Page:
- The Omnibus Appropriations bill President Obama signed last week includes billions for energy research, including $1.24 billion for advanced computing and record funding for Oak Ridge National Laboratory, Smart Grid News reports.
- The Office of Science’s Advanced Scientific Computing Research Program, which supports the new Summit supercomputer at Oak Ridge, was funded at $621 million.
- The Advanced Research Projects Agency – Energy (ARPA-E), created by the America COMPETES Act to invest in high-impact energy technologies, will receive almost $300 million.
The appropriations bill passed by Congress and signed by President Obama includes "record-level funding" for basic research at the Department of Energy, according to the chair of the Appropriations Subcommittee on Energy & Water Development.
"The bill provides a record-level of funding for basic research at the Office of Science, and it increases funding for deepening our ports and improving our inland waterways," Sen. Lamar Alexander (R-Tenn.), said in a statement. "The bill also funds cleanup of hazardous materials at Cold War facilities and strengthens our national security."
“Once again, the world’s fastest supercomputer will be at Oak Ridge National Laboratory," Alexander said. The bill also include $234 million for research into exascale computing. Nuclear infrastructure at Oak Ridge, including hot cells and isotope production facilities, is funded in the bill. Some of the isotopes are used in oil and gas exploration and are not available anywhere else, Smart Grid News reports.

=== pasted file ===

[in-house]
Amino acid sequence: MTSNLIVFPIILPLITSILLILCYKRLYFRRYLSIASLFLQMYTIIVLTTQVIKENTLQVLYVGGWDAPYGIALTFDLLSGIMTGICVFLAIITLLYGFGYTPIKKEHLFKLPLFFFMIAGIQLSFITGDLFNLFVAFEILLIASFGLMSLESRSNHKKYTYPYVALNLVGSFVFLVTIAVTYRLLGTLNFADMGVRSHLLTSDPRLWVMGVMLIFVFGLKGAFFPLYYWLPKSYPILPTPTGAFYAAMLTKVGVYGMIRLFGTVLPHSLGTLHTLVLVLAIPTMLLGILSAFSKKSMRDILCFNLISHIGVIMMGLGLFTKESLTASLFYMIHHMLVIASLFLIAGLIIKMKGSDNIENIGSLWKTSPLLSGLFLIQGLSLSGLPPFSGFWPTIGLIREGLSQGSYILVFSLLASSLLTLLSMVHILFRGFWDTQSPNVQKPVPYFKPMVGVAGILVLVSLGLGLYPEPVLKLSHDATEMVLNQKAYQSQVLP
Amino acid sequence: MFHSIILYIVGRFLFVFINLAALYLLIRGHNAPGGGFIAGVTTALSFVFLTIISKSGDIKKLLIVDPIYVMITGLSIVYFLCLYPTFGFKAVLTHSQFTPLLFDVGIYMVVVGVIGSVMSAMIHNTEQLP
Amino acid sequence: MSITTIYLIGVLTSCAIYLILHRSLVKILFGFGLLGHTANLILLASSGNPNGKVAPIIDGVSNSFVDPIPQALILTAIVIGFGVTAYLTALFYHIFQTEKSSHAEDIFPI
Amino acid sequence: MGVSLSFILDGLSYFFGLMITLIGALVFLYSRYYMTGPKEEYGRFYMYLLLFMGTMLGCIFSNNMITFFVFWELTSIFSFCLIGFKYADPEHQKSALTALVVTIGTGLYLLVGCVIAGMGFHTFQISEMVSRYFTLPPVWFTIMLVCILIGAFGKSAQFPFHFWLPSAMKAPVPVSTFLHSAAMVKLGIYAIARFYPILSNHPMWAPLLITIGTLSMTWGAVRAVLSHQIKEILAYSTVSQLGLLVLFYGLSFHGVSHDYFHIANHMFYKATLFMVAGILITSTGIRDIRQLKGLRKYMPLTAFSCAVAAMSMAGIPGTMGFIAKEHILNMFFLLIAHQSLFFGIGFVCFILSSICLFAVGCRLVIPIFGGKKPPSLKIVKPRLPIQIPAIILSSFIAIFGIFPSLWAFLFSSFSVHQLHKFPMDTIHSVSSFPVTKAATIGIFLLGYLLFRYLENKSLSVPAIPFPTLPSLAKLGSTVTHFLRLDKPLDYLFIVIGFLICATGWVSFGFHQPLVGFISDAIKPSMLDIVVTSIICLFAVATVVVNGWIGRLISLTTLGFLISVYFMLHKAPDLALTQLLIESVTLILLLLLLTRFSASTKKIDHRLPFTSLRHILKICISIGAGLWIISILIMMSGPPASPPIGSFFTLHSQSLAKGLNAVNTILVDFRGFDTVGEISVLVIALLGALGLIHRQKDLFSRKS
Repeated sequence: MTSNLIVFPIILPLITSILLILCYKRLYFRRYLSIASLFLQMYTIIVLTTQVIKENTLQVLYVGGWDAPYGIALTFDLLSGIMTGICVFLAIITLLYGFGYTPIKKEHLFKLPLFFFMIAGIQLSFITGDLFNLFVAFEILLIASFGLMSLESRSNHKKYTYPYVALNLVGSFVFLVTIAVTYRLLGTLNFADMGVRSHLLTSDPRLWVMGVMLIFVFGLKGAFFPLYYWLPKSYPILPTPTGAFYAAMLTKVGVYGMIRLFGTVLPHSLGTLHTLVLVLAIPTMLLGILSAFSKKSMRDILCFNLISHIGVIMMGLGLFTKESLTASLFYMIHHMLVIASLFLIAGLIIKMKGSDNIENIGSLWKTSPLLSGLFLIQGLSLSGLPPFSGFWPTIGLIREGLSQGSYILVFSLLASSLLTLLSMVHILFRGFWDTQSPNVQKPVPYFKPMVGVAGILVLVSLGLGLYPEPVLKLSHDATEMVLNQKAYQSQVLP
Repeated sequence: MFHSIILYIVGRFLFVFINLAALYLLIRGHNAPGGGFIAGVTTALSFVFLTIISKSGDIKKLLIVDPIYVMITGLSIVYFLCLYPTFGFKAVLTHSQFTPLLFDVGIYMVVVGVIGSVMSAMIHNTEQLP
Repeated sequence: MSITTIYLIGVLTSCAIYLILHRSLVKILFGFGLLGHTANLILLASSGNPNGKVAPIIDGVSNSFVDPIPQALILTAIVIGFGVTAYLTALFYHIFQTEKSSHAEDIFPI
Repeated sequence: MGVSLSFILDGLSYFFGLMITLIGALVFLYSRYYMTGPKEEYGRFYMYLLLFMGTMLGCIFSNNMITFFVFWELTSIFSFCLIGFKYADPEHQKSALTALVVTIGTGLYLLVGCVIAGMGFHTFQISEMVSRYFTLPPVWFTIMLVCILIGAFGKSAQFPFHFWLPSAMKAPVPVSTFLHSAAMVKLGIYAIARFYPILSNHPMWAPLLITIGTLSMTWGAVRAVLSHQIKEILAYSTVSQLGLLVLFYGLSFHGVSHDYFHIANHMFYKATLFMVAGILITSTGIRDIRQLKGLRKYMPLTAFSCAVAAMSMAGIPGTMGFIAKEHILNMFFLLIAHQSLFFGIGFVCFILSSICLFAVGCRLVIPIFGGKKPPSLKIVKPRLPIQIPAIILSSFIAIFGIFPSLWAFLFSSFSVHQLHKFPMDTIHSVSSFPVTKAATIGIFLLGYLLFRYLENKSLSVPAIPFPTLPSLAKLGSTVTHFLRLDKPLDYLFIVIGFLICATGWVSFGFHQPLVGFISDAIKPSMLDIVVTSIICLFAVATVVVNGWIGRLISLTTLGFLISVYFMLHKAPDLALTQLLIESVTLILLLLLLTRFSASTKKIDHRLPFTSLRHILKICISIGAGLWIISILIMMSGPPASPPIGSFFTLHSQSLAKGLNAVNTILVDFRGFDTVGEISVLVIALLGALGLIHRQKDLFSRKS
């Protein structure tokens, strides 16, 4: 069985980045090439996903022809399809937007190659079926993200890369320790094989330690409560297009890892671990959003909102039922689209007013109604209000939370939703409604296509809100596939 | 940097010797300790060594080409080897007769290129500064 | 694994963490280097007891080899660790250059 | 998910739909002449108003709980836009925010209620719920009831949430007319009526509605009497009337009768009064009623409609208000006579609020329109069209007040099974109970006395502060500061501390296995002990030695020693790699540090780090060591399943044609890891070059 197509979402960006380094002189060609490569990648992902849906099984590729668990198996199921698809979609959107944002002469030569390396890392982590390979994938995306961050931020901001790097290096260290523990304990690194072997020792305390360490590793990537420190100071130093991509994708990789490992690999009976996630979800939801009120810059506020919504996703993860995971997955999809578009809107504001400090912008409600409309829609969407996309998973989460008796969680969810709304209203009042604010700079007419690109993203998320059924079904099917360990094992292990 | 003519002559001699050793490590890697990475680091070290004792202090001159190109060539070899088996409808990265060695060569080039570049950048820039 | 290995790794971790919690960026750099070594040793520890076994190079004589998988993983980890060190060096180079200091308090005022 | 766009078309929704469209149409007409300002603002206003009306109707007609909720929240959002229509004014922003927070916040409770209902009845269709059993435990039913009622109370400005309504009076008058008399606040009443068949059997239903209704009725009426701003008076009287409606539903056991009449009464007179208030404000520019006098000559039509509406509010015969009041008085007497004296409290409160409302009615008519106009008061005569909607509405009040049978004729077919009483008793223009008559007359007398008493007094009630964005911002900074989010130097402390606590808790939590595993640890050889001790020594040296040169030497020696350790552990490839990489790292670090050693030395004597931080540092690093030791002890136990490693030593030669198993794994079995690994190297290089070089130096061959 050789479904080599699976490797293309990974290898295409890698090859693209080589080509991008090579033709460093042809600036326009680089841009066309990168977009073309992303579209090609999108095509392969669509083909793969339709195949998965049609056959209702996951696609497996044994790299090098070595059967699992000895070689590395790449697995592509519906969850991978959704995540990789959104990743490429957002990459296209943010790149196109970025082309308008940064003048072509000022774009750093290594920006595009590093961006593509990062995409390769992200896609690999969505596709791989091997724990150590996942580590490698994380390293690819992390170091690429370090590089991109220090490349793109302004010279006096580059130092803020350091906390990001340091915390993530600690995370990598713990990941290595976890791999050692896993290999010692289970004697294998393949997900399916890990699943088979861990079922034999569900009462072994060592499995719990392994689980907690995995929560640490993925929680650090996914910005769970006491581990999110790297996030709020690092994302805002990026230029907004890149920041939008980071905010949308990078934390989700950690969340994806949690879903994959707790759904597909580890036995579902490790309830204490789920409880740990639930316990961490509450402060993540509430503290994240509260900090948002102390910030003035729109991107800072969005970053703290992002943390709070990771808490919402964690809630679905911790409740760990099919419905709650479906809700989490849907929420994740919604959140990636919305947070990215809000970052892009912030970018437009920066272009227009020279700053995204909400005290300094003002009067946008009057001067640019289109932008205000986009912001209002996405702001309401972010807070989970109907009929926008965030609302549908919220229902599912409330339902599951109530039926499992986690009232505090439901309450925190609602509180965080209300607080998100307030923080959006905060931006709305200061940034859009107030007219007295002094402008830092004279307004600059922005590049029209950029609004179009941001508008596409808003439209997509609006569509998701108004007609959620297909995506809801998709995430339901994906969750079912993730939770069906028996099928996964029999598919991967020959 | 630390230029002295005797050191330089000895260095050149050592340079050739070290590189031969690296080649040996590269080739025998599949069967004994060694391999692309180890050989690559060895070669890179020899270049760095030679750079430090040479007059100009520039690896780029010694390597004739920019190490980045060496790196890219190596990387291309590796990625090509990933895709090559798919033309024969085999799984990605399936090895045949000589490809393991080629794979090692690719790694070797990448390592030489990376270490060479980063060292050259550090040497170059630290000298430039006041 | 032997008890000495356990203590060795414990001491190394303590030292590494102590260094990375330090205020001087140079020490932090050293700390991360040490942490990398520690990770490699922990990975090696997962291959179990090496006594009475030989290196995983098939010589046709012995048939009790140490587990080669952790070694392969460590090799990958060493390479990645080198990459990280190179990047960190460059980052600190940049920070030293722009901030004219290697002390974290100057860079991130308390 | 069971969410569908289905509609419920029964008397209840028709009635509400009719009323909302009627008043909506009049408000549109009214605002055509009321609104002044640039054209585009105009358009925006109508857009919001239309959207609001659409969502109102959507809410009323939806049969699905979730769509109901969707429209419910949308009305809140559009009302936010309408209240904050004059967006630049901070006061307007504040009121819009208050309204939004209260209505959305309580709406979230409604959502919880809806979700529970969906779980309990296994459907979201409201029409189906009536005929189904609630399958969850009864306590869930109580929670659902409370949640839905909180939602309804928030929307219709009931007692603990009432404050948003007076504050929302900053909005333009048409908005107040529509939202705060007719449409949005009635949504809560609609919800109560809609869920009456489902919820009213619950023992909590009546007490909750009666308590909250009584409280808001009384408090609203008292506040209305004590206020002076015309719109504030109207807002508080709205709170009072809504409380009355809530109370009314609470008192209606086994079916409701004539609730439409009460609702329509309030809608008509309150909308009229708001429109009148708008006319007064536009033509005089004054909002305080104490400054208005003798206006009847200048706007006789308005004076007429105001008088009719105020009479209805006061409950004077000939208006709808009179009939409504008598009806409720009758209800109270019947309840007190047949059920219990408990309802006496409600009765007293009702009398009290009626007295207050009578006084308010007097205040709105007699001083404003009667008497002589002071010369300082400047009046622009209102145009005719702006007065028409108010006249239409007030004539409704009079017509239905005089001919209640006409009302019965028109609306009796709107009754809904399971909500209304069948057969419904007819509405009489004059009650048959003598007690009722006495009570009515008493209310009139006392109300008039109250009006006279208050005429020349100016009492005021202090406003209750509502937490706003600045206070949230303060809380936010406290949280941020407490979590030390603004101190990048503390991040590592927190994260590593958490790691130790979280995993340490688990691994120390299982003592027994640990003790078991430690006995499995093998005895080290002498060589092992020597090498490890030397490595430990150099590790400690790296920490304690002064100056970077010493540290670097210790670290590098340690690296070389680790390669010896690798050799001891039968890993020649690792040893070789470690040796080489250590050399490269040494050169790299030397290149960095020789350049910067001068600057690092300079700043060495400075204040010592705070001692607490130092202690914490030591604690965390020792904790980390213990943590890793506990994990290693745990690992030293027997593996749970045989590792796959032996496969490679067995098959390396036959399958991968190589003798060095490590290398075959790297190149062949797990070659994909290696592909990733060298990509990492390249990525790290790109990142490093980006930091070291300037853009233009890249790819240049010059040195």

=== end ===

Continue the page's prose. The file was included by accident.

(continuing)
Alexander worked with ranking member Sen. Dianne Feinstein (D-Calif.) to draft the bill. While she was supportive of the bill, Feinstein added she is "deeply disappointed" that a pilot nuclear waste storage program was not included. "We continue to face risks by having nuclear waste wait indefinitely at power plants throughout the country,” she said.
But Platts reports that DOE Secretary Ernest Moniz plans to start a consent-based approach to finding locations to store waste, which Platts says would be capable of storing waste from operating reactors in 10 years, and other spent fuel in 2048.
The bill provides support for small, modular nuclear reactors, which Sen. Alexander said will give utilities and the military the ability to generate power in new ways. There is also funding for a new mercury treatment facility to help clean up nuclear facilities that are no longer in service in Oak Ridge.